As I pursued the proliteracy.com site, I was struck by one seemingly no-nonsense statement: their explanation of why literacy should be investigated. This issue is one that is, naturally, touched on throughout our work with the program, as well as through our individual research projects. However, reading the site’s overview as literacy as a “crisis,” I felt compelled to question the role of the SpeakOut program in the context of the larger literacy movement. How does our program contribute to literacy education? Are there any unique aspects of our program which may serve other programs well, if integrated? As stated on the site, literacy is of primary importance to:
…solve all of these socioeconomic problems and more, we must start by building a more literate adult population. Because when individuals the world over learn how to read, write, do basic math, and use computers, the more likely they are to lift themselves out of poverty, contribute to improved health care costs, and find and keep sustainable employment.
I do not mean to imply skepticism about the importance of literacy, but rather, whether or not SpeakOut is actually assisting in “building” a more literate population. Are the writers involved in the program actually becoming more literate? When considering the different types of literacy, for example prose, document, and quantitative literacies (National Adult Literacy Survey (NALS) 1994*), I still see discrepancies in the skills of some of the writers involved, leading me to question the overall effectiveness of a literacy program that emphasizes only one specific aspect of literacy: that of prose. Although the writers are exposed to different forms of literature and styles of writing, I wonder if they are developing stronger skills or simply making use of those skills they already had.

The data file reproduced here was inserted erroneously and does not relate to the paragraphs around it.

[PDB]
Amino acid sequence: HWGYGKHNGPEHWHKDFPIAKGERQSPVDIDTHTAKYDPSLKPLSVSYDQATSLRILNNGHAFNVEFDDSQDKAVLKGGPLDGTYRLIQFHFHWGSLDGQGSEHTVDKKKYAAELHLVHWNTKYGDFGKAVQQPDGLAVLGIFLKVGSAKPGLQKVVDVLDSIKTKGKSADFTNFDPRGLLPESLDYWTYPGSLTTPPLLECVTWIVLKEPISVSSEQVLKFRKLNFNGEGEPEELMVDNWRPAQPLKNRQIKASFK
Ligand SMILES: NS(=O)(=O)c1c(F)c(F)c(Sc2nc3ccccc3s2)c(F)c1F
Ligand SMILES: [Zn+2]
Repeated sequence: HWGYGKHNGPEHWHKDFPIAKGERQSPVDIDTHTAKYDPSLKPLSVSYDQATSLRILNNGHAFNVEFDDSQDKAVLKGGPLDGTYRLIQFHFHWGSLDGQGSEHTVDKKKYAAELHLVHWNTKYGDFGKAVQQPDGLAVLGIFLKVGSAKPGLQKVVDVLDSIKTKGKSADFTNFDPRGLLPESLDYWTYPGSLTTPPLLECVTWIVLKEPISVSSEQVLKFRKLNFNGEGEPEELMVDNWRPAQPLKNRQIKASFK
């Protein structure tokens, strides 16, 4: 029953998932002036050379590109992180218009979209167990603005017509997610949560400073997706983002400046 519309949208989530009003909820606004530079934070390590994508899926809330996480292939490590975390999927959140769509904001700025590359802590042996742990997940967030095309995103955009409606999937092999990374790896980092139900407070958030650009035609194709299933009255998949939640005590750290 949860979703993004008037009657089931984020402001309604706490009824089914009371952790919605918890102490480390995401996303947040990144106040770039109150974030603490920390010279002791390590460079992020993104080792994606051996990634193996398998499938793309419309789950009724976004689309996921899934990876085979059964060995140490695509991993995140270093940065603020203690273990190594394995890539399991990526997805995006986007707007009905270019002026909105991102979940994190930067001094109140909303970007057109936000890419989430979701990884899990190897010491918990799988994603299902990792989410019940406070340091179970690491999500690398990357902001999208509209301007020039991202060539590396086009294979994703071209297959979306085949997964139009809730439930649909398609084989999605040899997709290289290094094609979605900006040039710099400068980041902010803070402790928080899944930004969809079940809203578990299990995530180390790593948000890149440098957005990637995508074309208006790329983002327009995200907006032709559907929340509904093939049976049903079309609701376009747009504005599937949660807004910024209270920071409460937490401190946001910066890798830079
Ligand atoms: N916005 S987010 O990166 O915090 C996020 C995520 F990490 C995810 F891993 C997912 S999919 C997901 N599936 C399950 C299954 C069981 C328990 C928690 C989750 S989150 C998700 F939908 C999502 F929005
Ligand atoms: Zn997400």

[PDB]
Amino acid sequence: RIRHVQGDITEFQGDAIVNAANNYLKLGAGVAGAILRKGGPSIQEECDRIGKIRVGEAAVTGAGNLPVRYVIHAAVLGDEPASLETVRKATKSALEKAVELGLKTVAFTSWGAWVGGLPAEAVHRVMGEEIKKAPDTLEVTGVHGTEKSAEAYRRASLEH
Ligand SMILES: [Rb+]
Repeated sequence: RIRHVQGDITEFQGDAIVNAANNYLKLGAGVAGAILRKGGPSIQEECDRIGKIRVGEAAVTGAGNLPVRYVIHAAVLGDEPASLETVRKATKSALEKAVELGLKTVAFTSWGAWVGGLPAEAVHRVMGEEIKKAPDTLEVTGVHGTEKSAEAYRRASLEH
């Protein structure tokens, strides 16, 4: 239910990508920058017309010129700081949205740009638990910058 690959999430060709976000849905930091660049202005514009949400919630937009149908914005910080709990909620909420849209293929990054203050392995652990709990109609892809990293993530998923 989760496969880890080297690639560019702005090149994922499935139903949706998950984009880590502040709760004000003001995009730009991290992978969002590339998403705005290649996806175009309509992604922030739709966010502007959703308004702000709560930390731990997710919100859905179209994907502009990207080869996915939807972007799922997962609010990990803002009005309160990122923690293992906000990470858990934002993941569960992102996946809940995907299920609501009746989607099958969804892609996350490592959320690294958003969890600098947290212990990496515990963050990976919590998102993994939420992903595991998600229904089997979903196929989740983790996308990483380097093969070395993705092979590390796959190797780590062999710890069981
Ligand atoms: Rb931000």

So how can we actually track the development of reading and writing skills or the strengthening of current knowledge through participation in SpeakOut? Due to much of the writing being free-form and personal, I am curious as to the best way to evaluate the growth or development of literacy skills. Is it as simple as conducting a content analysis of each writers work? If so, what exactly do you look for in the writing as indicators of growth?
Although content analysis could be one useful tool for assessing the development of literate skills, program evaluations (conducted recently in our respective groups) could also be useful. In specific, questions relating to interest in additional writing sessions (i.e. How to write a resume, cover letter, writing a business letter, etc.) may glean insight into these various forms of literacy and the writers’ need or desire to learn such skills. In addition, the current question on the evaluation–“What did you learn about yourself as a writer?”–could possibly be adapted into a more in-depth self-evaluation for the purposes of having the writers explore their own development throughout the program. Many of the writers actually touch on this already in their reflections, noting particular areas they thought they improved on.
In sum, I think the current evaluations are an effective tool for assessment, however certain questions could be reformulated to allow more in-depth analysis of individual strengths and weaknesses. Furthermore, it seems only appropriate to consider the work actually created throughout the semester, considering it is a writing workshop, after all. However, the issue of analyzing content becomes complex and problematic for me. In light of the myriad writing styles and levels of skill among the participating writers, how can we best assess the effectiveness of SpeakOut at promoting and “building” a more literate adult population?
*The following statistics were taken from the National Adult Literacy Survey (1994), conducted by the U.S. Department of Education’s National Center for Education Studies. Findings were compiled in a report entitled “Literacy Behind Prison Walls: Profiles of the Prison Population from the National Adult Literacy Survey.”